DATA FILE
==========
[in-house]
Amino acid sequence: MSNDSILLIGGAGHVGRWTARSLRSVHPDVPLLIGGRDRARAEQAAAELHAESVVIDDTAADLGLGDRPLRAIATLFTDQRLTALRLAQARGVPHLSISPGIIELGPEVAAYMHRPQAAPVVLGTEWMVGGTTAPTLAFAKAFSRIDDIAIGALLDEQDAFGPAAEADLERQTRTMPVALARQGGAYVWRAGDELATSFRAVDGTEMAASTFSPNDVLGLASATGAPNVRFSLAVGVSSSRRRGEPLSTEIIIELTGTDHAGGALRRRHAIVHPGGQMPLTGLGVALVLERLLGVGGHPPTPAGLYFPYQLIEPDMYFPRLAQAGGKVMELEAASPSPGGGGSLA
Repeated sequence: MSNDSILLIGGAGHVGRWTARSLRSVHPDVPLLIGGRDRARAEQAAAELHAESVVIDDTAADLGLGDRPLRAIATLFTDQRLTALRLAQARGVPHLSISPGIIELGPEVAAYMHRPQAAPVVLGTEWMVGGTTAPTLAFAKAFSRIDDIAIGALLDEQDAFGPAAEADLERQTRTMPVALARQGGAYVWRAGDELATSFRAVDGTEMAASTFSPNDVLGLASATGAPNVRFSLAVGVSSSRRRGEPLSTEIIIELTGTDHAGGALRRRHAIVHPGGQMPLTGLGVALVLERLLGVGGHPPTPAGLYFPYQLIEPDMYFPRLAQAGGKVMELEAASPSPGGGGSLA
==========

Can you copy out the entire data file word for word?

[in-house]
Amino acid sequence: MSNDSILLIGGAGHVGRWTARSLRSVHPDVPLLIGGRDRARAEQAAAELHAESVVIDDTAADLGLGDRPLRAIATLFTDQRLTALRLAQARGVPHLSISPGIIELGPEVAAYMHRPQAAPVVLGTEWMVGGTTAPTLAFAKAFSRIDDIAIGALLDEQDAFGPAAEADLERQTRTMPVALARQGGAYVWRAGDELATSFRAVDGTEMAASTFSPNDVLGLASATGAPNVRFSLAVGVSSSRRRGEPLSTEIIIELTGTDHAGGALRRRHAIVHPGGQMPLTGLGVALVLERLLGVGGHPPTPAGLYFPYQLIEPDMYFPRLAQAGGKVMELEAASPSPGGGGSLA
Repeated sequence: MSNDSILLIGGAGHVGRWTARSLRSVHPDVPLLIGGRDRARAEQAAAELHAESVVIDDTAADLGLGDRPLRAIATLFTDQRLTALRLAQARGVPHLSISPGIIELGPEVAAYMHRPQAAPVVLGTEWMVGGTTAPTLAFAKAFSRIDDIAIGALLDEQDAFGPAAEADLERQTRTMPVALARQGGAYVWRAGDELATSFRAVDGTEMAASTFSPNDVLGLASATGAPNVRFSLAVGVSSSRRRGEPLSTEIIIELTGTDHAGGALRRRHAIVHPGGQMPLTGLGVALVLERLLGVGGHPPTPAGLYFPYQLIEPDMYFPRLAQAGGKVMELEAASPSPGGGGSLA